3 Reasons Modeling Dough is a Good Way for Kids and Adults to Play

When I consider the history of my appreciation for playdough, it’s a surprising reality that I can’t remember the first time I used the fun, malleable substance. I can, however, remember the way it made me feel as a child. With playdough in-hand, I was a creative master, free to pull or squeeze together anything my brain could imagine. Modeling dough had the flexibility to make a small, squishy replica of nearly anything as long as it had a wide enough base to support it. When I watch my daughters make their own creations with play dough, the look in their eyes seems to embody that same feeling.

So why is play dough so magical for little kids and adults alike? Here are just a few reasons. This article contains affiliate links.

Relaxation and Fine Motor Skill Development

All the rolling, folding and mashing that comes after you tear off a clump of play dough is a sensory phenomenon. For adults like me, squishing it into shapes is relaxing. Think “stress ball”. But for the little hands it’s geared toward it’s so much more. According to an article by Michigan State University, play dough helps toddlers and preschoolers to strengthen muscles in their fingers and hands. The same muscles that they’ll later use for holding a pencil and cutting with scissors. That’s not all. When children shape play dough into new things, they are also learning hand-eye coordination.

Color Matching, Color Therapy and Color Identification

I’m always impressed with the variety of colors I can find in the store-bought brands of modeling dough. While the brand PlayDoh boasts mostly bright, vibrant colors of the rainbow that I often use for like-colored replicas like green string beans, pink macarons and yellow cheeses, Sergeant Art offers a family of multi-cultural colors that I use for fake foods like breads, doughnuts and pancakes.

But the color of play dough means much more than just a good match in the hands of a developing child. When a child selects the color(s) she will use to construct her masterpiece she is learning to identify and match the colors she sees with similar colors in her environment.  With gentle prompting (saying the name of a particular color as it’s played with) from a caregiver, this process reinforces her knowledge of colors.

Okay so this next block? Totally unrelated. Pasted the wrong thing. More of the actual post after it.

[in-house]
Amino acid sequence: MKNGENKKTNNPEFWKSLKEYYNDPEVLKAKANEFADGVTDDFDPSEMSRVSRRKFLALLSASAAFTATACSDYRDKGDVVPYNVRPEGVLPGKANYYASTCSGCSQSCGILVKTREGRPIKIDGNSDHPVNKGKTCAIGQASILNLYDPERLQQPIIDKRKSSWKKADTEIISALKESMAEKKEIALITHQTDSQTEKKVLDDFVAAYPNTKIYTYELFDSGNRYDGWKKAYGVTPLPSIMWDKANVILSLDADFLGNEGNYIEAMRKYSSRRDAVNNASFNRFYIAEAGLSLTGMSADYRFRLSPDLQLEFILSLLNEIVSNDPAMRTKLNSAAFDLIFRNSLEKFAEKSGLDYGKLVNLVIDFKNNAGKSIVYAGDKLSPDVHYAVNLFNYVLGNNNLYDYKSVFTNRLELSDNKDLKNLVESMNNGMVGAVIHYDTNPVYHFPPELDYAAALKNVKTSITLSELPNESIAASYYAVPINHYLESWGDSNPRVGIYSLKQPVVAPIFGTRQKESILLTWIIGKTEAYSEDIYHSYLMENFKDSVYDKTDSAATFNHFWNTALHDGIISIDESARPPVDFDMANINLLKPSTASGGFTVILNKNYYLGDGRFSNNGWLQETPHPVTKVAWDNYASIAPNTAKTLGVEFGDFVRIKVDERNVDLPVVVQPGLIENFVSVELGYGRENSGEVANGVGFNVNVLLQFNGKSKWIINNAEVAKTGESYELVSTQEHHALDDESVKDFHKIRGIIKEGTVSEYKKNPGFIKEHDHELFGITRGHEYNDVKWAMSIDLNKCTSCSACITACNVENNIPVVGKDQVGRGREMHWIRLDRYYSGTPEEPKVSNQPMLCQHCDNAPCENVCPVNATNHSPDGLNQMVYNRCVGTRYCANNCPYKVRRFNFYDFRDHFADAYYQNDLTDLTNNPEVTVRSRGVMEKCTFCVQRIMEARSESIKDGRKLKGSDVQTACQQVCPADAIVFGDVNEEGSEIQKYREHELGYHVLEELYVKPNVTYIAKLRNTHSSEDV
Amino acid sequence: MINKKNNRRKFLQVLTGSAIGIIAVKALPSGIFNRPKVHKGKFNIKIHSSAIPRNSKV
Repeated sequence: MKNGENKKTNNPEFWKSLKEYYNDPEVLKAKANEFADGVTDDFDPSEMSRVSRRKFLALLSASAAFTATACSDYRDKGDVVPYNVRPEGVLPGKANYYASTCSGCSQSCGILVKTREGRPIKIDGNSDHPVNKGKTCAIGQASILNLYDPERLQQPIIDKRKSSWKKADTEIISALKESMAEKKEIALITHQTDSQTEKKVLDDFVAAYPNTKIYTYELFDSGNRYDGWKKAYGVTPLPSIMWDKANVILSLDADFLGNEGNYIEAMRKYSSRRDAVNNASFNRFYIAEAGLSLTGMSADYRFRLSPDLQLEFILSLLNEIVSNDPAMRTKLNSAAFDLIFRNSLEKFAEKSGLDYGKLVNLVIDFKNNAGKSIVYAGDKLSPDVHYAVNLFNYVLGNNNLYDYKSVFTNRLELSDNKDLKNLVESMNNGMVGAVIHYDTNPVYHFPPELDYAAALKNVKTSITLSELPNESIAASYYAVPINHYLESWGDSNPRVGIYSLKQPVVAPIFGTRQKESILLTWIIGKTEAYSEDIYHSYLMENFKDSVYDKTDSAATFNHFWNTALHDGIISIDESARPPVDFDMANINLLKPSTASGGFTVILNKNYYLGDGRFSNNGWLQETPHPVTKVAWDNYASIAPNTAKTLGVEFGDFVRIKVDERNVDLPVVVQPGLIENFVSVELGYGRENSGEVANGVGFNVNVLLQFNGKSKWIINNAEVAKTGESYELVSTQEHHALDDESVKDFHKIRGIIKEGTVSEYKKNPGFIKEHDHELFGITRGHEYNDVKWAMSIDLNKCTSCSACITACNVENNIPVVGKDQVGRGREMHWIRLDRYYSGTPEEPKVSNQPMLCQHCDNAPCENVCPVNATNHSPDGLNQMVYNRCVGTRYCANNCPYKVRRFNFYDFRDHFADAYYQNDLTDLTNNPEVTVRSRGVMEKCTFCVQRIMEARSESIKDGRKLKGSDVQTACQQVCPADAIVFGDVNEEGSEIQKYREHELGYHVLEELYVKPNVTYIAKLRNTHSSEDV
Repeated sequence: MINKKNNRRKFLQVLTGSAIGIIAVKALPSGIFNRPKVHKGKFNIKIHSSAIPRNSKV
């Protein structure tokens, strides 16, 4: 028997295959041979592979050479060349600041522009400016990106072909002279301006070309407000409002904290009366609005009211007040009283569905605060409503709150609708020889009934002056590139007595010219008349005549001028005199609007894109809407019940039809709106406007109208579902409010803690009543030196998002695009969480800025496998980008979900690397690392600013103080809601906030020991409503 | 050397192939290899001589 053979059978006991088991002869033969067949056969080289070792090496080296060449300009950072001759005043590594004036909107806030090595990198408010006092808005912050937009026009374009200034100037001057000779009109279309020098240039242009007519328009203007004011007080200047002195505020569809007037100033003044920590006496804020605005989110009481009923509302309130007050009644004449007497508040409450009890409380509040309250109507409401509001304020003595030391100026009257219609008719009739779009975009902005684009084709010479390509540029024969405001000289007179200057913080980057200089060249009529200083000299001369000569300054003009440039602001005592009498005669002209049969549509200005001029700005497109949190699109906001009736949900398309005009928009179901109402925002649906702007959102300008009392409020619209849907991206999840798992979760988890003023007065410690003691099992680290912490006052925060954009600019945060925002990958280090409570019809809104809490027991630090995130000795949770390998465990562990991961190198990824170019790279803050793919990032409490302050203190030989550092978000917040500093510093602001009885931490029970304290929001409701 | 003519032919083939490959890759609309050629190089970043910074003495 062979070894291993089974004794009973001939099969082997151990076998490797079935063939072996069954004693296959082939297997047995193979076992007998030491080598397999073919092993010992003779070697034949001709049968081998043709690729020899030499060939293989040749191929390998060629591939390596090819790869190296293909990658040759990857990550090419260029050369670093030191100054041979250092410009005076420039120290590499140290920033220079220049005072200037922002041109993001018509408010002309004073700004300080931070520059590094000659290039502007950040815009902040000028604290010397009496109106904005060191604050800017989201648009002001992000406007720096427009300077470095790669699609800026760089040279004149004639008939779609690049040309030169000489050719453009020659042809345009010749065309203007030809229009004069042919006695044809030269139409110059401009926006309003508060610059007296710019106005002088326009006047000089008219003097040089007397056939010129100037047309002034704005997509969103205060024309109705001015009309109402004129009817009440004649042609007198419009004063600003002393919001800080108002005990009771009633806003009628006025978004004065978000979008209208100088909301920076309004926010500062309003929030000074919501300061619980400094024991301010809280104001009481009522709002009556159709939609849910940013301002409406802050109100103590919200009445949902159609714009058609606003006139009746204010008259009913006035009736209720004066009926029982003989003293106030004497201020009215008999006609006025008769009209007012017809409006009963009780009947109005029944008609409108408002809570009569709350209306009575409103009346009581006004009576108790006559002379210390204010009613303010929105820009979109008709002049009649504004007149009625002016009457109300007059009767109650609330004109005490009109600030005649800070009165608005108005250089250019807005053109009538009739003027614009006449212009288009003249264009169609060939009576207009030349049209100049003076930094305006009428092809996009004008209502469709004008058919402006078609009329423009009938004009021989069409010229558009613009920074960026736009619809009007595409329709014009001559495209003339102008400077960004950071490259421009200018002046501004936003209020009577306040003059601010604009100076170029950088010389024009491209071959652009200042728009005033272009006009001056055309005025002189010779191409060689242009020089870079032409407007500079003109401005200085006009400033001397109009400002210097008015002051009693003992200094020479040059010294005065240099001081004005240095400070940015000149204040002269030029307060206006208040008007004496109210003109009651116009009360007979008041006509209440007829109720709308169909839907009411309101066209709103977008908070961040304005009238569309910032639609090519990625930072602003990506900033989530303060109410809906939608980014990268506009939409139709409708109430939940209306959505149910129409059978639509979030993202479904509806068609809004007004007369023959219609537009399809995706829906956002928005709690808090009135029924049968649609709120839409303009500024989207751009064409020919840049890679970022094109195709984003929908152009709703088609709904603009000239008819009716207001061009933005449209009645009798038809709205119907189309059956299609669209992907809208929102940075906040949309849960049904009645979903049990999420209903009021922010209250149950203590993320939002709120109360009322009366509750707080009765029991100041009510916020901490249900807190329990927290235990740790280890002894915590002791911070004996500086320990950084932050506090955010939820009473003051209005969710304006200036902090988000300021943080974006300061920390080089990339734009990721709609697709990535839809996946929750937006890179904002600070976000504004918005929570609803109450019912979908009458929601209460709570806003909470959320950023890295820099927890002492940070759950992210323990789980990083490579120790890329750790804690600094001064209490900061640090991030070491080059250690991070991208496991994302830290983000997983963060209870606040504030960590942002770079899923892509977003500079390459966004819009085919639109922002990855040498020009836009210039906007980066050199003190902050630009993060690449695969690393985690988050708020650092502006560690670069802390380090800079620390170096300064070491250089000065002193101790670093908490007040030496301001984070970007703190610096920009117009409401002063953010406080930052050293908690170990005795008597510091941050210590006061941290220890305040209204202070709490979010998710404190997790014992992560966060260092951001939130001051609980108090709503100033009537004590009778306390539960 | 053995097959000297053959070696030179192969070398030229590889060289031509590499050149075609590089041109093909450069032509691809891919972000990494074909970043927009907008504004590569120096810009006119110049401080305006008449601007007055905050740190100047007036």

Furthermore, scientists have proven that colors evoke unique emotions in the human mind. Therefore, in an hour of play, a child can feel happiness while playing with yellow, a sense of relaxation from blue or a burst of energy from orange.

Productive Play

Depending on how many projects I’m working on and how complex they are, play dough can occupy me for hours. It seems to have the same effect on the young molders it was made for. I’m reminded of that reality anytime I witness my daughters engage in the intricate art of dough molding when the opportunity arises.  

Also, by doing so and without really being aware of it, when children play with modeling dough, they tend to partake in the five components of steam. An activity as fun as mixing two different colors to create a new color equates to a snippet of color science. Using tools to cut, flatten and roll dough engages them in basic technology. Little creators summon their engineering and measuring skills when they solve simple technical problems like creating shapes at the bottom that support the weight at the top of a creation or figuring out just the right size and shape to mold when replicating things like worms (cylinders), balls (spheres), pancakes (discs) and more.

And finally, when a child is creating with playdough, they become an artist. Art is at the core of every maker’s journey through any new project. There’s the concept and development that often takes place in the brain before a child even touches the bright piece of dough they see. The tweaking and refinement process that every artist (including the young molder) tends to experience when he is attempting to get a project just as he imagined it and the final presentation that happens when he presents it with pride in the palm of an open hand accompanied by the words “look what I did”.

Creating with modeling dough is a fun and fulfilling way to relax, experience vivid color and learn something new all in one sitting. Although kids may benefit the most from playing with I,  it embodies the spirit of fun for all ages. So next time your child grabs the playdough to flatten and roll her latest masterpiece, consider constructing your own.

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